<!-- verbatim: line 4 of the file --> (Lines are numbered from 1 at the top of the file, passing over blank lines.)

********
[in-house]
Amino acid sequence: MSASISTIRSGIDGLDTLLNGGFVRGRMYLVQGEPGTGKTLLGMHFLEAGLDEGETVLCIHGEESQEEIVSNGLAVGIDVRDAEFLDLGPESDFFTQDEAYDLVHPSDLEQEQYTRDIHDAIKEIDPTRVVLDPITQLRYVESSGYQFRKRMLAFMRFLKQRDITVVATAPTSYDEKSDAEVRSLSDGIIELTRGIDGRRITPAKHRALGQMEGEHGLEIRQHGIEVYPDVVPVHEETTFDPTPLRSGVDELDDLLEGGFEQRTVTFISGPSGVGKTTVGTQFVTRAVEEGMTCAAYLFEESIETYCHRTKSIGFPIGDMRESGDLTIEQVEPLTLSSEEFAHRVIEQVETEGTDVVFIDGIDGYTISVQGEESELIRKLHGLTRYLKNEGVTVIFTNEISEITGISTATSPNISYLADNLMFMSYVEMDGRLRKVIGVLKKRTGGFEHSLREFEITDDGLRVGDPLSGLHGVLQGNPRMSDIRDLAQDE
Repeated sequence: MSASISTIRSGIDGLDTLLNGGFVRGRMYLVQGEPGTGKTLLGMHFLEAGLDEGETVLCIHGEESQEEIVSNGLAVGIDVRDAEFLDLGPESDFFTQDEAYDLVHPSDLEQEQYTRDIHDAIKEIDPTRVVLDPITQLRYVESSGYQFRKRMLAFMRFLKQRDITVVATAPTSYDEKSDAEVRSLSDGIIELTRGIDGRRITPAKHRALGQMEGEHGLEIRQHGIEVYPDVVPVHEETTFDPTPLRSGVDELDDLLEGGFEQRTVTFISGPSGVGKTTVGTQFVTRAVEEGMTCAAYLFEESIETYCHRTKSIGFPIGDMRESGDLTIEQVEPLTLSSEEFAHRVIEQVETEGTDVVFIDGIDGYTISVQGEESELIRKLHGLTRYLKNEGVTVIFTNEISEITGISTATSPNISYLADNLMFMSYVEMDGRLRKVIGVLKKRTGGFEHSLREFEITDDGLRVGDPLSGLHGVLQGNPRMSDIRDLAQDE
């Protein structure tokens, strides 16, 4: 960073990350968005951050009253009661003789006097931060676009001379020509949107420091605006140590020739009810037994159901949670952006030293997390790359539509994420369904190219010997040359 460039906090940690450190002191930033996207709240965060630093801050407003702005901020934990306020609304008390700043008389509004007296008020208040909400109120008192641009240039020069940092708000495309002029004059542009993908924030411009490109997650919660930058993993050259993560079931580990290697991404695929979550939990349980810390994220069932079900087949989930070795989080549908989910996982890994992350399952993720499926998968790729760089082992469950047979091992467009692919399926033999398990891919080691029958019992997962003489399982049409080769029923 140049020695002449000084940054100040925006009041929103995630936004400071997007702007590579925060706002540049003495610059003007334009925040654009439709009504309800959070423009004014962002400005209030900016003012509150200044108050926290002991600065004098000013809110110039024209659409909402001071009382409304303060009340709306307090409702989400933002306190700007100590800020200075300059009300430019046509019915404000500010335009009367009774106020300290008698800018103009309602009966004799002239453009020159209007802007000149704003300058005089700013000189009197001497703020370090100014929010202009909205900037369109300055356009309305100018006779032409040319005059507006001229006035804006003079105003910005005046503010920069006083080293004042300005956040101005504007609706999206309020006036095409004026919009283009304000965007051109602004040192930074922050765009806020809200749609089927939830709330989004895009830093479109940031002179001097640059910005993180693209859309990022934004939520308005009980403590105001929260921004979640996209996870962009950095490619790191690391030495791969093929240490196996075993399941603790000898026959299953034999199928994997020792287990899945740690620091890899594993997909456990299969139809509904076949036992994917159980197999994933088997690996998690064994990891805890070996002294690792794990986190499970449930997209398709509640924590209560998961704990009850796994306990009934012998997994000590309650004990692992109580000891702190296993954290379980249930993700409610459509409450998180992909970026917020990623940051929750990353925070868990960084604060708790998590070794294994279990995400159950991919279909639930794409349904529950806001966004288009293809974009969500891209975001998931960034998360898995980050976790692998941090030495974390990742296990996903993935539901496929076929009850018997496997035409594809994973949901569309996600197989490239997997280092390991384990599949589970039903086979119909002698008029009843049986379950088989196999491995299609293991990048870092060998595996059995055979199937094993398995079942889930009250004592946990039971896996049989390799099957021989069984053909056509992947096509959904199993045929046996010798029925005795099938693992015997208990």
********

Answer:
């Protein structure tokens, strides 16, 4: 960073990350968005951050009253009661003789006097931060676009001379020509949107420091605006140590020739009810037994159901949670952006030293997390790359539509994420369904190219010997040359 460039906090940690450190002191930033996207709240965060630093801050407003702005901020934990306020609304008390700043008389509004007296008020208040909400109120008192641009240039020069940092708000495309002029004059542009993908924030411009490109997650919660930058993993050259993560079931580990290697991404695929979550939990349980810390994220069932079900087949989930070795989080549908989910996982890994992350399952993720499926998968790729760089082992469950047979091992467009692919399926033999398990891919080691029958019992997962003489399982049409080769029923 140049020695002449000084940054100040925006009041929103995630936004400071997007702007590579925060706002540049003495610059003007334009925040654009439709009504309800959070423009004014962002400005209030900016003012509150200044108050926290002991600065004098000013809110110039024209659409909402001071009382409304303060009340709306307090409702989400933002306190700007100590800020200075300059009300430019046509019915404000500010335009009367009774106020300290008698800018103009309602009966004799002239453009020159209007802007000149704003300058005089700013000189009197001497703020370090100014929010202009909205900037369109300055356009309305100018006779032409040319005059507006001229006035804006003079105003910005005046503010920069006083080293004042300005956040101005504007609706999206309020006036095409004026919009283009304000965007051109602004040192930074922050765009806020809200749609089927939830709330989004895009830093479109940031002179001097640059910005993180693209859309990022934004939520308005009980403590105001929260921004979640996209996870962009950095490619790191690391030495791969093929240490196996075993399941603790000898026959299953034999199928994997020792287990899945740690620091890899594993997909456990299969139809509904076949036992994917159980197999994933088997690996998690064994990891805890070996002294690792794990986190499970449930997209398709509640924590209560998961704990009850796994306990009934012998997994000590309650004990692992109580000891702190296993954290379980249930993700409610459509409450998180992909970026917020990623940051929750990353925070868990960084604060708790998590070794294994279990995400159950991919279909639930794409349904529950806001966004288009293809974009969500891209975001998931960034998360898995980050976790692998941090030495974390990742296990996903993935539901496929076929009850018997496997035409594809994973949901569309996600197989490239997997280092390991384990599949589970039903086979119909002698008029009843049986379950088989196999491995299609293991990048870092060998595996059995055979199937094993398995079942889930009250004592946990039971896996049989390799099957021989069984053909056509992947096509959904199993045929046996010798029925005795099938693992015997208990």